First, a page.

Turner Constr. Co. v US Framing Inc., Index No. A00193/2013, 11/06/15, (Platkin, J.)

Contract; breach; Repudiation; Rescission

By Lauren Tucker | Staff Writer

Plaintiff is a construction company, who entered into a contract with a non-party to provide general construction services. Defendant is a framing company. Plaintiff entered into a contract (“Subcontract”) with defendant to provide framing services for the construction project. During this meeting, the Subcontract was not successfully signed by plaintiff. Plaintiff later countersigned the Subcontract and sent it to defendant via Federal Express to the address set forth in the Subcontract. However, defendant’s address had changed in the interim and defendant claimed that the fully executed Subcontract was never delivered. Over the next several months, both plaintiff and defendant indicated concern over certain issues relating to their business relationship. Plaintiff grew concerned by delays in defendant’s hardware submittals and by the failure of defendant to return calls and emails. Defendant grew concerned about plaintiff’s delays in approving change orders and fixing a firm start date. With concerns continuing to grow, plaintiff’s project manager sent an email to defendant stating that plaintiff would begin soliciting pricing from other local framers.

Defendant informed plaintiff that it considered the email to represent a wrongful termination of the Subcontract, and alternatively, that the parties never had a valid Subcontract because plaintiff failed to return a countersigned copy to defendant or advise defendant in writing that the Subcontract had been countersigned within the required time period. Plaintiff maintained that the email was not a termination notice and was not issued pursuant to the termination provisions of the Subcontract, and offered proof that the Subcontract had been executed and delivered to defendant timely. Plaintiff further sought assurances from defendant that it would continue to honor the Subcontract. When defendant did not respond to plaintiff’s notices, plaintiff issued a notice of termination of the Subcontract, and hired replacement contractors to complete the work called for under the Subcontract.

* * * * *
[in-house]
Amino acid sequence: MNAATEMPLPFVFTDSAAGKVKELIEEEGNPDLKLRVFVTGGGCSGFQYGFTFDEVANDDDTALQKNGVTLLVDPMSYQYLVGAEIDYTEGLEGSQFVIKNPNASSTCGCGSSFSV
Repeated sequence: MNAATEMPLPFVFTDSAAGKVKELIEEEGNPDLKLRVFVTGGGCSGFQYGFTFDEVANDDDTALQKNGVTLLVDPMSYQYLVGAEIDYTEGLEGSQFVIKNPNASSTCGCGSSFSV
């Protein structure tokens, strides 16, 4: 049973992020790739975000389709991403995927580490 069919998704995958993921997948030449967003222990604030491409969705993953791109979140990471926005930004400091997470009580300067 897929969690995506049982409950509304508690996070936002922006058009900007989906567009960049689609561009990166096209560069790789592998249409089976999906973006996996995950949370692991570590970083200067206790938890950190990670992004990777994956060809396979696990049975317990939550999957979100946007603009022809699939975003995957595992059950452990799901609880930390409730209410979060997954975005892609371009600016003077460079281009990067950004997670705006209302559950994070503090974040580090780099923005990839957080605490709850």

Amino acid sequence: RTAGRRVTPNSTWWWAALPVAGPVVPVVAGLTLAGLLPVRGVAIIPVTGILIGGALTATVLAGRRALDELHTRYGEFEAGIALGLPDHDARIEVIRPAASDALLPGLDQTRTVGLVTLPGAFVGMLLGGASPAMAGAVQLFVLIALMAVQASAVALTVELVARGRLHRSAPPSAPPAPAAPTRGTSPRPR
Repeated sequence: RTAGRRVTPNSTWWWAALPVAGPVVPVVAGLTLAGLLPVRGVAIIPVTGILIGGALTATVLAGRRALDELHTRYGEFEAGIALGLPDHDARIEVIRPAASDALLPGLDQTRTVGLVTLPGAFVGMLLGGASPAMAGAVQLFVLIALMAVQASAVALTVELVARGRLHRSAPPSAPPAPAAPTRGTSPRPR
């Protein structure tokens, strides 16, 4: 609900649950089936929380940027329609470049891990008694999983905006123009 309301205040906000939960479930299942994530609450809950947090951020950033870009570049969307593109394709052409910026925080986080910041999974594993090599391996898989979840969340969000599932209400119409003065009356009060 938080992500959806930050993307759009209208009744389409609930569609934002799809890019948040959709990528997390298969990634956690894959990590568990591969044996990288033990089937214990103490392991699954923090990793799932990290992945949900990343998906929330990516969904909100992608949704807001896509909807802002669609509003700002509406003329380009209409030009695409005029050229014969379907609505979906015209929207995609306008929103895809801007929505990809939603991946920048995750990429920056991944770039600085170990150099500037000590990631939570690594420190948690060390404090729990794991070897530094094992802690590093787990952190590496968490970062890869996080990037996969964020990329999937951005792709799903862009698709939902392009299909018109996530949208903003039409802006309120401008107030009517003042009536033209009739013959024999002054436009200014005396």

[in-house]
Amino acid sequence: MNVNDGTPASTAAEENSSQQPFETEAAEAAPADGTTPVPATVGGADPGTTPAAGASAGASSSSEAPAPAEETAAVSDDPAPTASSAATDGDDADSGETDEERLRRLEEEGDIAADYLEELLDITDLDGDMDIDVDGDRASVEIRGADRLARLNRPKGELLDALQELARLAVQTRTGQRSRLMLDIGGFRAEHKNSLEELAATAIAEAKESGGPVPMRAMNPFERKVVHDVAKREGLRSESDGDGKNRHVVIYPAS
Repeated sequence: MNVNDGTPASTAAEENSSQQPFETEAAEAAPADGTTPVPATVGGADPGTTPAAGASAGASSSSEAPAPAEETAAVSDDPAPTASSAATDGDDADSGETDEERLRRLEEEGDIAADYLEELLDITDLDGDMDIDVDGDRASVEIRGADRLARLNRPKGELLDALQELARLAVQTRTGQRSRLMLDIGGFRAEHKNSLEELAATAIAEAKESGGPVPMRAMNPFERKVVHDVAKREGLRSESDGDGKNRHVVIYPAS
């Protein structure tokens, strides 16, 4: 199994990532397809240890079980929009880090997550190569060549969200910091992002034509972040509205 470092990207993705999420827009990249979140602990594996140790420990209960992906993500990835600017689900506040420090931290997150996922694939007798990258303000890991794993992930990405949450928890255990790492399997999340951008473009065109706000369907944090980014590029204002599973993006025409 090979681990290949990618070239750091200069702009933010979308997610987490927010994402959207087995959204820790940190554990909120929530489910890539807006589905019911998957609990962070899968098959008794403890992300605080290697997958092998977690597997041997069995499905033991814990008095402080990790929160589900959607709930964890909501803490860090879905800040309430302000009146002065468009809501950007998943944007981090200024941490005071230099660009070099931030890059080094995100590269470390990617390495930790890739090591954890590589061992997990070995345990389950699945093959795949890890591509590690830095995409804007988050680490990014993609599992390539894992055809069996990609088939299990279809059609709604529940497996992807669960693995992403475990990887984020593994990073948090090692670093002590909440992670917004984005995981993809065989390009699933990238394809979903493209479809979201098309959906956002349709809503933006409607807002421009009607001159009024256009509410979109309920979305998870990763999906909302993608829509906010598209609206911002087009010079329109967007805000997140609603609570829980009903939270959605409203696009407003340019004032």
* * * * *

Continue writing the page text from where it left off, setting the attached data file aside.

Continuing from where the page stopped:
Plaintiff sought damages for defendant’s alleged unjustified repudiation of the Subcontract and for its failure or refusal to perform thereunder. In an amended answer, defendant alleged that it was not bound by the Subcontract due to plaintiff’s failure to give timely notice of acceptance, and that, even if the Subcontract remained in effect, plaintiff wrongfully terminated it via the email. Defendant raised two counterclaims, seeking damages from plaintiff’s breach of the Subcontract and recovery for unjust enrichment.

The court held that defendant manifested a clear and unmistakable intention to waive its right of rescission. Further, the defendant’s invocation of rescission was also barred by the doctrine of equitable estoppel, as plaintiff justifiably relied upon defendants conduct and changed its position so that it would suffer injury if defendant were allowed to repudiate the conduct. Defendant performed under the Subcontract for five months, accepted substantial payments from plaintiff, and remained silent about the non-receipt of the Subcontract after the deadline had passed. The Court reasoned that defendant knew or should have known that plaintiff would rely upon its continuing silence by failing to remedy the misdelivery and would refrain from taking timely steps to replace defendant as subcontractor. Additionally, the Court held that the plaintiff’s email was not a contractual notice of termination, as the email was not “an unequivocal, definite, and final expression of the plaintiff’s intention not to perform its obligations.”

The court concluded that plaintiff had established its claim that defendant breached the Subcontract, and is entitled to a judgment as to liability on its complaint. Defendant’s counterclaims were dismissed.

Turner Constr. Co. v US Framing Inc., Index No. A00193/2013, 11/06/15, (Platkin, J.).

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